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How Sustainable Are So-Called “Green” Cities? Decoding Dubai

Deep in the Arabian desert on the southern edge of Dubai is an aptly named experiment in sustainable urban living called the "Sustainable City." Hailed as the city’s first net-zero energy housing development, this community is being held up as a shining example of what a greener life in the region might look like.

But how sustainable is Dubai’s Sustainable City? Who is it for? And what does this place tell us about the concept of sustainability itself? To answer these questions, we need to take a closer look at the larger-than-life metropolis that surrounds and defines it.

Dubai: into the Wild Green Yonder

Dubai is a place where fever dreams come true. In the span of a few short decades, it has undergone a stunning transformation from a small fishing village into a futuristic luxury city glittering off the coast of the Persian Gulf.

As the eponymous capital of the emirate of Dubai in the United Arab Emirates (UAE), it is both a hub of multinational corporate finance and a high-end tourist destination. Among its sensational attractions are a series of artificial islands, an indoor ski resort, a massive swimming pool containing an underwater city, and the tallest building on Earth, the Burj Khalifa.


The Burj Khalifa in downtown Dubai. (Image Source: Visit Dubai)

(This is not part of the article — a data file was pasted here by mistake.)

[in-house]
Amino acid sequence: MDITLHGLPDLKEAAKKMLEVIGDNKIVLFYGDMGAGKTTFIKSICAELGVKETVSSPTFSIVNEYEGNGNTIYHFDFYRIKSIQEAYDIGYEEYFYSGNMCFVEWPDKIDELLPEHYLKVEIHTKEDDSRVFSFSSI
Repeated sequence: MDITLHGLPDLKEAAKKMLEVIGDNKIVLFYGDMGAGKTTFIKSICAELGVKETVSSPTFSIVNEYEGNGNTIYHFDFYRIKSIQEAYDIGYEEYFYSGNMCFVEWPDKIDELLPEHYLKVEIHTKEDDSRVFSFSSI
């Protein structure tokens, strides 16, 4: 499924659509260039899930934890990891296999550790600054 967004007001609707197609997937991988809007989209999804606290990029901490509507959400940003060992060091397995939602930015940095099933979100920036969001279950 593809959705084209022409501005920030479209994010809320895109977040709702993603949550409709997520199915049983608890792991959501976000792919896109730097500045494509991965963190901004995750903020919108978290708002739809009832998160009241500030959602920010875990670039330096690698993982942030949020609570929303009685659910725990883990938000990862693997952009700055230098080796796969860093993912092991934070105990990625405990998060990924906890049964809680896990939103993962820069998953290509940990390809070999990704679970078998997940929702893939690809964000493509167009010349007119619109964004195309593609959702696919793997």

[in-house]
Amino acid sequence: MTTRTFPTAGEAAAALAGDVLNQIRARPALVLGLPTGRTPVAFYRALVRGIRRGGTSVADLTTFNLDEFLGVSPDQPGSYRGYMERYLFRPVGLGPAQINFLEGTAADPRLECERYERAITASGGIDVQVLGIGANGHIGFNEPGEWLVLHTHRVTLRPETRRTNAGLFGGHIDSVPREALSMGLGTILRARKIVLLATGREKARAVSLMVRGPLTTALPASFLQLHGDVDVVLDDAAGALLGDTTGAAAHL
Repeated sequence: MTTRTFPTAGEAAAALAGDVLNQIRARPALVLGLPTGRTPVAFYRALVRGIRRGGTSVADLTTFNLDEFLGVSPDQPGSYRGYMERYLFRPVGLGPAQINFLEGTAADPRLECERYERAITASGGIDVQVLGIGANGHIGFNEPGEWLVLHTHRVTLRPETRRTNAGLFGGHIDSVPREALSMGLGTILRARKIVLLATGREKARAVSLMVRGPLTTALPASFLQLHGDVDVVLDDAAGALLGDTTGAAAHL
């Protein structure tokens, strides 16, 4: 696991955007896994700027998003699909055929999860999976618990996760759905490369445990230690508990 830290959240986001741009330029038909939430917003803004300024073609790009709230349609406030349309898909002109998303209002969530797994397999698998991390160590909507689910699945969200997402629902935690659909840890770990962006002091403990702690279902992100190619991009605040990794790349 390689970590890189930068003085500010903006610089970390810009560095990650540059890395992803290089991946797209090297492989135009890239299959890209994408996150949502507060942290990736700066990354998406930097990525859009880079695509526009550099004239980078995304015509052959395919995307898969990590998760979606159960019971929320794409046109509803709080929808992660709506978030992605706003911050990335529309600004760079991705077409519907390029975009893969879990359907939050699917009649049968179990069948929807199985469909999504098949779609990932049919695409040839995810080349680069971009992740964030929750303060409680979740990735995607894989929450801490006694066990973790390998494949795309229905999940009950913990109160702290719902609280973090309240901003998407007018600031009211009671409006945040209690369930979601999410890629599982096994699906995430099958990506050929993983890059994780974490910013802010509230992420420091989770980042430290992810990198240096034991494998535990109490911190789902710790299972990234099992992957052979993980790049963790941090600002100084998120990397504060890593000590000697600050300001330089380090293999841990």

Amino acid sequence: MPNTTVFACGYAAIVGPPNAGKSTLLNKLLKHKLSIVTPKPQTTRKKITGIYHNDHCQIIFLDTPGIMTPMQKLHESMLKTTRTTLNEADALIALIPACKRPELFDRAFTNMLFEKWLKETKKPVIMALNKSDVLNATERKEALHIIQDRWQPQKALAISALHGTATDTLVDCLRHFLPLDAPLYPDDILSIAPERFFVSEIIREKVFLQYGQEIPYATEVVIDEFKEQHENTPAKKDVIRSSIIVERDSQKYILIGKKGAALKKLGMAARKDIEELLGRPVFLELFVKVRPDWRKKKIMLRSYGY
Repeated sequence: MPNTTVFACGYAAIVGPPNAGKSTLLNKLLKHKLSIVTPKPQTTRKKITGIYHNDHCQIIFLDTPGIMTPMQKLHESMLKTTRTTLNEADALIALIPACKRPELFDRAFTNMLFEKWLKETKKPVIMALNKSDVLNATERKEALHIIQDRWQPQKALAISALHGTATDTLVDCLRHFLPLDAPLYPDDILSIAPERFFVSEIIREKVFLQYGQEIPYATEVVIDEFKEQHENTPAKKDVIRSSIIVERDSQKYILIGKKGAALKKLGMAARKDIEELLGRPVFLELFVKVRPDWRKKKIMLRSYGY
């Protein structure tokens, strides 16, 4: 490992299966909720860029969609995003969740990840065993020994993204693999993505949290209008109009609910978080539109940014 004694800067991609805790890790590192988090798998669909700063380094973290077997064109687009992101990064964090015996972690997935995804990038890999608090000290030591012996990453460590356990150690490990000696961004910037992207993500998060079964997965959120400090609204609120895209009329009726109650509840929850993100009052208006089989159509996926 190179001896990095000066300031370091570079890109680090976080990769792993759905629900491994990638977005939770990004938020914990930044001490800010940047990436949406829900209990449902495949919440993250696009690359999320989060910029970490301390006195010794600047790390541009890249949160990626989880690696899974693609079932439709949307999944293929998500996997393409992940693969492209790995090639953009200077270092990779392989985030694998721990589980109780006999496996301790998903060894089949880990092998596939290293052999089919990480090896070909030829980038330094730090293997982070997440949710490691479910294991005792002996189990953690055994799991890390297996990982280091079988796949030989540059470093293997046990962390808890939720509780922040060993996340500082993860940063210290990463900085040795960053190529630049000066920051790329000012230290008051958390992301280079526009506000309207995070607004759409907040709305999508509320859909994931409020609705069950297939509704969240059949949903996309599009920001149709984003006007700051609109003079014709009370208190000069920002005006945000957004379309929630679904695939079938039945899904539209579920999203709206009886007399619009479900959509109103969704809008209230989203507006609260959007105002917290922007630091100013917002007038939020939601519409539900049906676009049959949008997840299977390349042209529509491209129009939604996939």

Dubai has also been ranked as one of the world’s most sustainable cities by Arcadis, a global consultancy firm specializing in sustainable design.

Right away, this designation might raise a few eyebrows. After all, much of Dubai’s current wealth and prosperity is due in part to its history as a major exporter of oil. It has also historically had one of the world’s largest carbon footprints per person. Sustainability may seem a tad at odds with a city that’s built its image on real estate booms, mega-construction projects, and the opulent lifestyles of its inhabitants.

To be fair, though, Dubai has diversified its economy in recent decades, with oil now reportedly making up less than 1% of its gross domestic product. What’s more, the city has indeed committed to making itself more sustainable. As early as 2010, it adopted a series of green building regulations to enforce sustainability standards in government structures. Dubai’s leadership also aims to transition the city’s energy to 25% renewable and 75% “clean” sources by 2050. To accomplish this, Dubai is building the world’s largest solar park as well as an enormous waste-to-energy plant that, when completed, is expected to provide clean energy for up to 120,000 households.


The city has embraced a number of other green initiatives as part of its Dubai Plan 2021 and the $1.8 billion Green Dubai Project.